I won't rehash the debate on that WHATWG issue here, but I want to emphasize one point in particular: making custom kebab-case attributes legal is something that can and should be decided on its own merits, independent of what JavaScript interface you build to interact with it. Verou recently put forward a proposal for an Attribute class that makes use of a lot of the same ideas as Web Components. That looks great—and hard. Hard to get right, hard to get consensus on, hard to get Google or Apple to commit to building. Reserving just the names, however, is a much smaller problem space, and can be done without convincing a billion-dollar company that it's worth their time.

The best time to make ng-*, x-* and hx-* legal HTML was in 2017. The second best time is now.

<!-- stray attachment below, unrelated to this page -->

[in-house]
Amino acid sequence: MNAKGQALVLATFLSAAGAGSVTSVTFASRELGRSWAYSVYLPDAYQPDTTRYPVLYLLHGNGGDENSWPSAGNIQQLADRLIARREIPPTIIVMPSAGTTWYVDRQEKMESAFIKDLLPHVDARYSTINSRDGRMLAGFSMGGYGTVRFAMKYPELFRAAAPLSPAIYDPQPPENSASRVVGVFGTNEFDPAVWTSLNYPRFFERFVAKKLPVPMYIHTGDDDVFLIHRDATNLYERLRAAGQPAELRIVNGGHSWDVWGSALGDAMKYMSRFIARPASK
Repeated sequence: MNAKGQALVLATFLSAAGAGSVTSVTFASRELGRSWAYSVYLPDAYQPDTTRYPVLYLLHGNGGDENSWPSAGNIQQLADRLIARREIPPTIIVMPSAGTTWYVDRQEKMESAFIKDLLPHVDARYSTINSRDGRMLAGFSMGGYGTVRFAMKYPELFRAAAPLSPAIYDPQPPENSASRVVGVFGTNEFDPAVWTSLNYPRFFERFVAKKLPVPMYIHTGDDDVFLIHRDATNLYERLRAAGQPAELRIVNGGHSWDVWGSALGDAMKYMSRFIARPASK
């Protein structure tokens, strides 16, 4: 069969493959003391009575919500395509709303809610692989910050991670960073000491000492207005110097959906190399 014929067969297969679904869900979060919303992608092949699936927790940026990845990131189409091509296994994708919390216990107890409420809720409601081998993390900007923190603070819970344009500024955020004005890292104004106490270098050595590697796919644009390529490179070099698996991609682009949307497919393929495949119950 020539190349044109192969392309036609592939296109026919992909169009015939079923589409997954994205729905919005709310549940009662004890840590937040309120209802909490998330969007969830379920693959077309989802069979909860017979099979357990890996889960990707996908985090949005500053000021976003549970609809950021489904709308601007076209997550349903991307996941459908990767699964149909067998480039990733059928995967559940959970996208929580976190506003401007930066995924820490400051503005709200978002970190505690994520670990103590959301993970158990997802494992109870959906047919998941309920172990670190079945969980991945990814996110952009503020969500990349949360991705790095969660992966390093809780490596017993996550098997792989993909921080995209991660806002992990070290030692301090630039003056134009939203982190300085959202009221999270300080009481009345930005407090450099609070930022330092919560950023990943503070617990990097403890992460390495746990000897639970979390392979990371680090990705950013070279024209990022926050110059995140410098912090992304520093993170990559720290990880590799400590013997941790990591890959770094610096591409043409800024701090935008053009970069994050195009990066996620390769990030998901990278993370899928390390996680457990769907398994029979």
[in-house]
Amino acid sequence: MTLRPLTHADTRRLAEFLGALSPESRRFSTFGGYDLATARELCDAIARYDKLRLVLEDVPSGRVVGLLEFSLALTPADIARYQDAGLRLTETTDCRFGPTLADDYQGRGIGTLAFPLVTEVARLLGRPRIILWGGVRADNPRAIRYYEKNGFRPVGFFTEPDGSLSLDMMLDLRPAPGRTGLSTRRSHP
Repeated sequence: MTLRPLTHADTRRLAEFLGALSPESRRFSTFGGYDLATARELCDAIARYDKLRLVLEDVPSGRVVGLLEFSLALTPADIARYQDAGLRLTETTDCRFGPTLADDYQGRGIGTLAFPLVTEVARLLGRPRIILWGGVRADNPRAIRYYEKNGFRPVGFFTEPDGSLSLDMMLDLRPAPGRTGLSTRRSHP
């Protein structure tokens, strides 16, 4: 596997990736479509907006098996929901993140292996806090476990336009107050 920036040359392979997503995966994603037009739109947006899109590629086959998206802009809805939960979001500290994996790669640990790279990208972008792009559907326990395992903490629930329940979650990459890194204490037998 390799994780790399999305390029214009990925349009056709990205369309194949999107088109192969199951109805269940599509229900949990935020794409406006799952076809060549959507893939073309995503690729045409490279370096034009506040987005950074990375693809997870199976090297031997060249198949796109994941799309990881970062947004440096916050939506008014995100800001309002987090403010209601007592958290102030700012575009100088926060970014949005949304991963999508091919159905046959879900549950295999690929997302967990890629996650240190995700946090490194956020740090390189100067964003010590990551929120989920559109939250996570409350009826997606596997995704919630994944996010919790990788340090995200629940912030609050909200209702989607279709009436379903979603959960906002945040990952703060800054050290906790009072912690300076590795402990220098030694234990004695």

Thanks to Katrina Scialdone for reading a draft of this blog.

  1. Copying Eric Meyer's <super-slider> (I changed it to <font-slider> to make the semantic point a little better) was eye-openingly easy. I just dumped the <style> and <script> tags from JS Fiddle he embedded and it worked perfectly. That's the future—we're just working on the interface.
  2. Web Components aren't an interface—not one for users anyway—but if you want to see what a good declarative interface for Web Components might look like, check out Katrina's in-progress Facet library.
  3. Supposedly, Web Components are in use all over the place (probably because they're so reliable to re-use and embed), but "writing custom HTML elements" is what "Web Components" sounds like it should mean, and I expect that's what a lot of people are thinking about when they ask why Web Components haven't taken off.
  4. At the risk of wading into the weird holy war around htmx... it's ironic that the libraries most committed to hypermedia—in both philosophy and practice—are the only ones writing invalid HTML. And it's completely unnecessary.
  5. Happy New Year!